2. Spear contends that his trial counsel provided constitutionally ineffective assistance by failing to file a timely motion to bifurcate certain counts.8 We disagree.
(a) On the first day of trial, Spear's trial counsel orally moved to bifurcate the felony murder count predicated on possession of a firearm by a first-offender probationer (Count 6), the predicate possession of a firearm by a first-offender probationer count (Count 12), and a separate possession of a firearm by a first-offender probationer count (Count 17) on the ground that the evidence supporting these counts “place[d] his character in evidence.”9 The trial court orally denied the motion on the merits and later issued a written order denying the motion because it was both untimely and meritless.
It has long been established that a trial court “[does] not err in refusing to bifurcate the charge of possession of a firearm by a first[-]offender probationer” where, as here, “[t]he possession charge was an underlying felony to a murder count of the indictment.” George v. State, 276 Ga. 564, 565 (3), 580 S.E.2d 238 (2003). See also Cooks v. State, 299 Ga. 787, 789-790 (3), 792 S.E.2d 389 (2016) (“[Where] ․ the count charging possession of a firearm by a convicted felon might serve as the underlying felony supporting a felony murder conviction, a motion to bifurcate should be denied.” (citation and punctuation omitted)). Because the trial court was not required to bifurcate Count 12, Spear has failed to show that his trial counsel was deficient for failing to timely file such a motion. See Talley v. State, 314 Ga. 153, 165 (3) (d), 875 S.E.2d 789 (2022) (no deficient performance in failing to seek bifurcation of a firearm charge when it was a predicate to a felony murder charge).
And, to the extent Spear contends that the trial court should have also bifurcated the felony murder count from the rest of his trial, this claim also fails. See Brown v. State, 295 Ga. 804, 807-808 (3), 764 S.E.2d 376 (2014) (“Because in this case one of the counts of felony murder was based on the felon-in-possession firearm charge (and the indictment also charged malice murder), the trial court did not err when it denied [the appellant's] motion to bifurcate” the felon-in-possession firearm charge and the related felony murder count from his trial.).Regarding Count 17, evidence of Spear's status as a first-offender probationer, as well as the charges for which he was on probation, was properly admitted through the State's presentation of evidence on Counts 6 and 12. Accordingly, Spear has failed to show that his trial counsel performed deficiently, and this claim fails. See Koonce v. State, 305 Ga. 671, 676 (2) (d), 827 S.E.2d 633 (2019) (concluding that trial counsel was not deficient in failing to object to cumulative evidence).10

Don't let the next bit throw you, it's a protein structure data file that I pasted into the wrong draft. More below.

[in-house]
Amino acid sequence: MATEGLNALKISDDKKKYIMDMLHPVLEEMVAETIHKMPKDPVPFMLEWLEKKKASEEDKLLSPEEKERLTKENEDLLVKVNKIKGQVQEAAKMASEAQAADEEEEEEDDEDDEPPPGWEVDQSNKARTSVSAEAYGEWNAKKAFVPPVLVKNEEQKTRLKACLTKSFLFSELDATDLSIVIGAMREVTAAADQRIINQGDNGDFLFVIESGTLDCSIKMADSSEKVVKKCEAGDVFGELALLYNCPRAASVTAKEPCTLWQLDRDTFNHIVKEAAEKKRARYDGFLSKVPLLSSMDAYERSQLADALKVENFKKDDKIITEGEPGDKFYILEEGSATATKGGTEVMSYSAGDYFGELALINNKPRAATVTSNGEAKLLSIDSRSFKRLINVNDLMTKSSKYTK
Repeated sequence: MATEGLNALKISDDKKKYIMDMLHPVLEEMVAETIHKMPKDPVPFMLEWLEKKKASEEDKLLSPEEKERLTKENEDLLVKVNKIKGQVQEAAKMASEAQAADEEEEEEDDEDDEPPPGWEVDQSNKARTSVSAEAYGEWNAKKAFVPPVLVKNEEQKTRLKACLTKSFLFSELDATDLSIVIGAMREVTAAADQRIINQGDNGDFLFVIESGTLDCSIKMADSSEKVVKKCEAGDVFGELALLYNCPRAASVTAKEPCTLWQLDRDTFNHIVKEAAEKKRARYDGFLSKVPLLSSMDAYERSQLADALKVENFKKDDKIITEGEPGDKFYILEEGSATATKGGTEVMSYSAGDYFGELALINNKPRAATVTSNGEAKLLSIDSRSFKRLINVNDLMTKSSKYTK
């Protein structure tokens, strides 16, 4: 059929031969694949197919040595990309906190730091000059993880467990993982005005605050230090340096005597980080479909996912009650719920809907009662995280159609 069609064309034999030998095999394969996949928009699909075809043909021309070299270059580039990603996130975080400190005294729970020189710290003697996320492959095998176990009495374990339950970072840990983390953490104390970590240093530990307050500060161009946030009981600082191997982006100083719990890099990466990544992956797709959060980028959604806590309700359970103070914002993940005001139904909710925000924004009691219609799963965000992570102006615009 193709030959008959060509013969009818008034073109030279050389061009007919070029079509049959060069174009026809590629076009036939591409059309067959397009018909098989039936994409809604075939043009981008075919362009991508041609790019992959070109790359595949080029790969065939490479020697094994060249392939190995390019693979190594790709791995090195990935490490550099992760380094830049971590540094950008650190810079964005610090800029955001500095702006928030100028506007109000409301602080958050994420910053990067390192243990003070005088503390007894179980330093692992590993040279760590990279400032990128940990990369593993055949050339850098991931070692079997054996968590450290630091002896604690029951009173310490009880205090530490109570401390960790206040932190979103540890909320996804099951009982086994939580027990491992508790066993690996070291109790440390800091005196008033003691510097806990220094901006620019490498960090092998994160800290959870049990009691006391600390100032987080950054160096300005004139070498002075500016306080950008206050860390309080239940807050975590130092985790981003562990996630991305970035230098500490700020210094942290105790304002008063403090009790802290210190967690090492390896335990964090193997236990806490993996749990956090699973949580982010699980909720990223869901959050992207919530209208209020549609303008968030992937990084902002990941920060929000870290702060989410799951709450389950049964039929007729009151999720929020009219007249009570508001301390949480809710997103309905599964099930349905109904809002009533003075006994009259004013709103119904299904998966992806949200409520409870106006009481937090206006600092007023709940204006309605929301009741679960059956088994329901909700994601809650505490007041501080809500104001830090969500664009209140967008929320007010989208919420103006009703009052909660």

(b) On the second day of trial, Spear's trial counsel orally moved to bifurcate Counts 13 through 17, the drug-and-gun charges that arose from Spear's arrest, on the basis that the evidence supporting these charges was irrelevant and unduly prejudicial. The trial court took the motion under advisement and later issued a written order denying the motion because it was both untimely and meritless. To the extent that Spear contends that his trial counsel provided constitutionally ineffective assistance by failing to timely file this motion, we conclude that any such ineffectiveness claim has been waived.
“Claims of trial counsel ineffectiveness must be raised at the earliest practicable opportunity.” Bedford v. State, 311 Ga. 329, 338 (5) (c), 857 S.E.2d 708 (2021) (citation and punctuation omitted). “That moment is before appeal if the opportunity to do so is available. The pre-appeal opportunity is available when the convicted defendant is no longer represented by the attorney who represented him at trial.” Elkins v. State, 306 Ga. 351, 361 (4) (a), 830 S.E.2d 217 (2019) (citation and punctuation omitted).
Here, the amended motion for new trial filed by motion-for-new-trial counsel failed to include an ineffectiveness claim concerning the motion orally moved for on the second day of trial seeking to bifurcate Counts 13 through 17 on the ground that the evidence related to the drug-and-gun charges was irrelevant and prejudicial,11 and the order denying the motion for new trial referenced only trial counsel's failure to timely file the motion orally moved for on the first day of trial seeking to bifurcate counts 6, 12, and 17 on the ground that the evidence “place[d] his character in evidence.”12 Because Spear “failed to raise this claim at the earliest practicable moment, he did not preserve it for appellate review,” and this claim has been waived. Elkins, 306 Ga. at 361 (4) (a), 830 S.E.2d 217 (citation and punctuation omitted).